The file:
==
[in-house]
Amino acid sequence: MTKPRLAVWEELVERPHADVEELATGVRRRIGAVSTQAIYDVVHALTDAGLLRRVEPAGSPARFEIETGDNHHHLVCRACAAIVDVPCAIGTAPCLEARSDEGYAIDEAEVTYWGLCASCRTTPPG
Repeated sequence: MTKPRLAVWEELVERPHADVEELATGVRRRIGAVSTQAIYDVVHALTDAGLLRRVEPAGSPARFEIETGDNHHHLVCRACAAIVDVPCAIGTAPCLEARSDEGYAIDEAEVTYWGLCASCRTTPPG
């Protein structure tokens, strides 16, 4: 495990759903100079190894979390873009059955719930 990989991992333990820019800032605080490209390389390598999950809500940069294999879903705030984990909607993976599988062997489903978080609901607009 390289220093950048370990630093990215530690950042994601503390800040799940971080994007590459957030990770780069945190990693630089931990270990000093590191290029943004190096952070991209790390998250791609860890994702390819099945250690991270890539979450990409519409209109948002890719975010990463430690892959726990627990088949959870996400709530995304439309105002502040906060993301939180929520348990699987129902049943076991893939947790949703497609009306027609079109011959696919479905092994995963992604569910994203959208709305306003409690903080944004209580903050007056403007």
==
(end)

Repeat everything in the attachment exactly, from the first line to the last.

[in-house]
Amino acid sequence: MTKPRLAVWEELVERPHADVEELATGVRRRIGAVSTQAIYDVVHALTDAGLLRRVEPAGSPARFEIETGDNHHHLVCRACAAIVDVPCAIGTAPCLEARSDEGYAIDEAEVTYWGLCASCRTTPPG
Repeated sequence: MTKPRLAVWEELVERPHADVEELATGVRRRIGAVSTQAIYDVVHALTDAGLLRRVEPAGSPARFEIETGDNHHHLVCRACAAIVDVPCAIGTAPCLEARSDEGYAIDEAEVTYWGLCASCRTTPPG
């Protein structure tokens, strides 16, 4: 495990759903100079190894979390873009059955719930 990989991992333990820019800032605080490209390389390598999950809500940069294999879903705030984990909607993976599988062997489903978080609901607009 390289220093950048370990630093990215530690950042994601503390800040799940971080994007590459957030990770780069945190990693630089931990270990000093590191290029943004190096952070991209790390998250791609860890994702390819099945250690991270890539979450990409519409209109948002890719975010990463430690892959726990627990088949959870996400709530995304439309105002502040906060993301939180929520348990699987129902049943076991893939947790949703497609009306027609079109011959696919479905092994995963992604569910994203959208709305306003409690903080944004209580903050007056403007």